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The Jewish Job I Accepted After College Changed My Life

The Jewish Job I Accepted After College Changed My Life

Happy couple holding hands in front of the silhouette of the US Capitol building

A few years ago, a friend joked with me that serving on the board of NFTY – The Reform Jewish Youth Movement as a high schooler was the “best career move” I ever made. While I laughed off his joke at the time, the truth is, he was right – albeit with an addendum: Being introduced to the Religious Action Center of Reform Judaism (RAC) while serving on NFTY’s board was the best thing that could have happened for my career.

I spent my high school years going to camp, serving on NFTY regional board, and meeting Reform Jewish leaders I admired, perhaps none more than Rabbi David Saperstein, then-director of the RAC.

Later, from my leadership position on NFTY Board, I was able to see the RAC’s work up close, to understand how the organization worked, and to see how that work fit into my own Jewish identity. As college graduation drew near, I knew I wanted to serve the Reform Jewish community in a professional capacity – but despite encouragement from Reform mentors, I knew the rabbinate wasn’t the right place for me to do so.

Instead, I seized upon an opportunity that my NFTY years had exposed me to, applying for the RAC’s Eisendrath Legislative Assistant Fellowship program.

Spending a year post-graduation as a legislative assistant (LA) at the RAC is one of the easiest decisions I’ve ever made – and one of the best. That year, I got to do the work of tikkun olam (repairing our broken world) and get paid for it.

I lobbied for legislation to protect the separation between church and state. I attended coalition meetings to represent the positions of the Union for Reform Judaism and Central Conference of American Rabbis, which include more than 1.5 million Reform Jews and 1,800 rabbis. I helped review amicus briefs. I met national leaders like then-Senator Barack Obama and celebrated the election of the first female Speaker of the House.

And I did this all at the age of 22, while many of my contemporaries were stuck doing uninspiring desk work.

Perhaps even more important than the thrill of having so much responsibility at such a young age, my year at the RAC exposed me to the variety of ways that I could serve the Reform Jewish Movement, from non-pulpit rabbis who focused on community organizing to lay leaders who took on exciting leadership roles on the Commission on Social Action of Reform Judaism (CSA).

That year, I learned that there were many ways to serve my Jewish community and be professionally fulfilled. And for me, that year taught me that my next professional step wasn’t the rabbinate, but instead was law school – and, eventually, lay leadership within our Movement.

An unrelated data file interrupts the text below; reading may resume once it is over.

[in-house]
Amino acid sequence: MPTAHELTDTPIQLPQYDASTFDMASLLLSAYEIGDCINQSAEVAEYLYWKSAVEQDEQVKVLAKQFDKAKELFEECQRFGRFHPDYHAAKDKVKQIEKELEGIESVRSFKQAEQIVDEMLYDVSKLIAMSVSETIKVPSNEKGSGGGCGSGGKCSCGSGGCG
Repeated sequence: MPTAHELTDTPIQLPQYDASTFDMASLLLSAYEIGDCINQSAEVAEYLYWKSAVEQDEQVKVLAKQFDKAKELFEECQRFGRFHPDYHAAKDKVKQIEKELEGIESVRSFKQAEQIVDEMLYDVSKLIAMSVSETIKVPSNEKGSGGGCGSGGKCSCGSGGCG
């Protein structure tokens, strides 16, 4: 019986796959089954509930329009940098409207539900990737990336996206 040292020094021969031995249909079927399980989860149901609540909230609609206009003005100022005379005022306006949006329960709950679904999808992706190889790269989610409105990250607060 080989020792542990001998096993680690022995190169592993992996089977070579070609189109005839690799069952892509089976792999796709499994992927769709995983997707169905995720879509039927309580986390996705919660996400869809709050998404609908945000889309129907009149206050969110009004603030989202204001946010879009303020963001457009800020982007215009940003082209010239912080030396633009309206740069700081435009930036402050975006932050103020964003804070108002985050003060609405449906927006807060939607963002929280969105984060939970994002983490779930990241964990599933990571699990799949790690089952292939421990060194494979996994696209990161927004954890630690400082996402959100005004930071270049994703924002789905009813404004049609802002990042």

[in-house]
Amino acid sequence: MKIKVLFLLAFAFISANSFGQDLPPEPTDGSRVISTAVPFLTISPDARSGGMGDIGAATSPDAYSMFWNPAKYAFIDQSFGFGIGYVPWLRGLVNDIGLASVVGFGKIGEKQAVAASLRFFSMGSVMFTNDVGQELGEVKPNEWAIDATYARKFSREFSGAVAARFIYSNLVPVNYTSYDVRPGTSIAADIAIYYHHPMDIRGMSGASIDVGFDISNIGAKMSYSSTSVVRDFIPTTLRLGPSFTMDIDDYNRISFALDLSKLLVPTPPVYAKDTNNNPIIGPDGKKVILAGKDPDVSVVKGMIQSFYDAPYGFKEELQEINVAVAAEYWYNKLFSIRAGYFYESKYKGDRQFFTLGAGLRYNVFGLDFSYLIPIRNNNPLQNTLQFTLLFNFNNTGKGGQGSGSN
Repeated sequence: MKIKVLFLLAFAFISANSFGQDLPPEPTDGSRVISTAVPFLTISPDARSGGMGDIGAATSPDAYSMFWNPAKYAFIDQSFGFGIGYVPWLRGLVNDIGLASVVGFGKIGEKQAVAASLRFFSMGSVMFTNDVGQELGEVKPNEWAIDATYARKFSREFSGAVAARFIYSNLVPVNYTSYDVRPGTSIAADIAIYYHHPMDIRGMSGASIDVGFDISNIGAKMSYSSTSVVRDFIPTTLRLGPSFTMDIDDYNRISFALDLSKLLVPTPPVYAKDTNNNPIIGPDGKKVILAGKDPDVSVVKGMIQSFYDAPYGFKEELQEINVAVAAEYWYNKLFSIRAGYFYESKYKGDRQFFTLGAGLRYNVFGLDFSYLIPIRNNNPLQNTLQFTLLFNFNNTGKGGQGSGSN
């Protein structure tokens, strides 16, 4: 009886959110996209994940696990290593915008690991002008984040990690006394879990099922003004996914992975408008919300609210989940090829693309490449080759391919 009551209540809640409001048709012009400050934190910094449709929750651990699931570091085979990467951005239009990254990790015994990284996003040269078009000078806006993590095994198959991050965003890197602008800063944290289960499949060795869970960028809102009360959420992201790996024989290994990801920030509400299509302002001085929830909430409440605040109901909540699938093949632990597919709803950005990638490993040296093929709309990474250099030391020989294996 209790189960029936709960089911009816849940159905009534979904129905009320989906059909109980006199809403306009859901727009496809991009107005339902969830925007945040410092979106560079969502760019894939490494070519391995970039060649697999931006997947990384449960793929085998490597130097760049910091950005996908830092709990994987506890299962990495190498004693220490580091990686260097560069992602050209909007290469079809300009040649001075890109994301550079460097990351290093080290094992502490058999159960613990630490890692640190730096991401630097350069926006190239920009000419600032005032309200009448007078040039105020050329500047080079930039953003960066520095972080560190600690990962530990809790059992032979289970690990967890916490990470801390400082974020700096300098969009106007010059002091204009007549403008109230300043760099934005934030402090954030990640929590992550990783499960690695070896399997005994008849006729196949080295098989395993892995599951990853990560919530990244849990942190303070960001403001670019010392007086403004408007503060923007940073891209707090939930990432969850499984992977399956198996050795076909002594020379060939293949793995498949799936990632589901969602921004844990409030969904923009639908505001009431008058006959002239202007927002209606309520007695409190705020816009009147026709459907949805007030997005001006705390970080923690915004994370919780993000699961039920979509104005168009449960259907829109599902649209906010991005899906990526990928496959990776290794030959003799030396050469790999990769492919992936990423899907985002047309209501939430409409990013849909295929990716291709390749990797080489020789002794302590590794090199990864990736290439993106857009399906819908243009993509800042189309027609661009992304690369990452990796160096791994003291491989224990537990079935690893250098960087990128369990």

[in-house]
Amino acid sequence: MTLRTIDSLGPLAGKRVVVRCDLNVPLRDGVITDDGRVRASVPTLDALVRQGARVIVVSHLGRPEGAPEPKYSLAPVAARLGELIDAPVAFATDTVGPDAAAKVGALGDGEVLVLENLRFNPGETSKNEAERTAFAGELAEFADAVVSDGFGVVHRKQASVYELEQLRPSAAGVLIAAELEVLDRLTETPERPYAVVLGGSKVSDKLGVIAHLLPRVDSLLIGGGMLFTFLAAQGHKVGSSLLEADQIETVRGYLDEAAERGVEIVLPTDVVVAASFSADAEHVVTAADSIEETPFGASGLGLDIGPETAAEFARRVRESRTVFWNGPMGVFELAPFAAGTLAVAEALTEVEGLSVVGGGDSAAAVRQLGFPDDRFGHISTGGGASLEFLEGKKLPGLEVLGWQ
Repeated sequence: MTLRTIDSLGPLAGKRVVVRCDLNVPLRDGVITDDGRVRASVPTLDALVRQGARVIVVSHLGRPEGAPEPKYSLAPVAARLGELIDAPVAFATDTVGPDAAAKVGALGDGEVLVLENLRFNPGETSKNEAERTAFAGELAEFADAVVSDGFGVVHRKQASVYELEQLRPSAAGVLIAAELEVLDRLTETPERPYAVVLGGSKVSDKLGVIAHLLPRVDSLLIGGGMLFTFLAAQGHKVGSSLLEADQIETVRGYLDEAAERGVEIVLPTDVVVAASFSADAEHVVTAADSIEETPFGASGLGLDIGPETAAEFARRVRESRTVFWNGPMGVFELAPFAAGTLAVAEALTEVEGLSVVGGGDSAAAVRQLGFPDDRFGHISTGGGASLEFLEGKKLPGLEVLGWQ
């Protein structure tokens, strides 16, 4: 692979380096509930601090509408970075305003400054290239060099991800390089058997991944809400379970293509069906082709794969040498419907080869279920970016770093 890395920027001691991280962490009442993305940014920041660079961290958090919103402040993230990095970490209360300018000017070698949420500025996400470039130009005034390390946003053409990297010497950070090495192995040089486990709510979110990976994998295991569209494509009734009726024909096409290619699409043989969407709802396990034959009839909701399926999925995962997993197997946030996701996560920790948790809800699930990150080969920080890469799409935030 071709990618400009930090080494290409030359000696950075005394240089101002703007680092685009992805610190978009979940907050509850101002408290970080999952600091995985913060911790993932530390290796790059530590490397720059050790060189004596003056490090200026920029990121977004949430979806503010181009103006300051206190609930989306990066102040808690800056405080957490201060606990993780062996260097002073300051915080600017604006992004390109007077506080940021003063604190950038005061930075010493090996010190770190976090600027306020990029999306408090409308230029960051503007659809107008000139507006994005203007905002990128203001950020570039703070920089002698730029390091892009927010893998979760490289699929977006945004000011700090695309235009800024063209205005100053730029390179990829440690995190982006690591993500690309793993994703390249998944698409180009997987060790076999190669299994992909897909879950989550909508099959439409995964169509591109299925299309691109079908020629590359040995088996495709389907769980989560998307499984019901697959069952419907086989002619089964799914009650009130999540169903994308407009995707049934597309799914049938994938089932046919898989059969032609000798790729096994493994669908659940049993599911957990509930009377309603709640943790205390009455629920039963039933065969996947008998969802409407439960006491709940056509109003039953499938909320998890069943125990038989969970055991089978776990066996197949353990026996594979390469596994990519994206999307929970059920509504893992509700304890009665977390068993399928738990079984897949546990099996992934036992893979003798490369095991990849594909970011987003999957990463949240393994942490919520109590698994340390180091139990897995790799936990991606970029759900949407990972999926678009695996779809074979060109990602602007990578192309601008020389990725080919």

A few years later, as my law school graduation approached, my RAC network helped me navigate landing my first post-law-school job at the U.S. State Department. Several years later, when I decided it was time to move on, it was a letter of recommendation from my supervisor at the RAC that helped me secure a one-year fellowship at the U.S. Supreme Court.

Now, on the work I do as the director of policy at the American Constitution Society, I sometimes find myself back in the same room with new RAC LAs, all of them learning to navigate coalition dynamics and make a difference in Washington and around the world.

It’s amazing to think about how the tables have turned. Instead of being the nervous recent college graduate, I am the mid-career professional who can give back to an organization that has given me so much. From meeting with the LAs each year to teach them about the Supreme Court, to serving on the CSA, to helping lead the Union for Reform Judaism’s Biennial Resolutions Task Force, I am so fortunate that my connections to the RAC still allow me to do the work of tikkun olam.

So yes, that friend was right: NFTY Board and the RAC were the best career moves I’ve ever made. But my relationship with the RAC is so much deeper than that.

It’s where I met my husband. It’s where my daughter had her soccer birthday party when we needed to find a last-minute venue due to rain. It’s where I formed lifelong relationships with friends who are like family. It was a good career move – but it was a better life move.

The Religious Action Center of Reform Judaism's Eisendrath Legislative Assistant Program is a year-long fellowship for recent college graduates interested in Judaism, social justice, and policy. LAs are at the heart of every aspect of the Reform Movement's social justice work. Learn more and apply now at rac.org/la.

Debra Perlin is the director of policy and program at the American Constitution Society. Previously, she was the Supreme Court fellow in the Office of the Counselor to the Chief Justice at the U.S. Supreme Court. She has also worked as an attorney at the U.S. Department of Homeland Security, a justice advisor at the U.S. Department of State in the Bureau of International Narcotics and Law Enforcement Affairs, and a legislative assistant at the Religious Action Center of Reform Judaism. Perlin is a member of the Commission on Social Action and the Union for Reform Judaism’s Board of Trustees.

Debra Perlin
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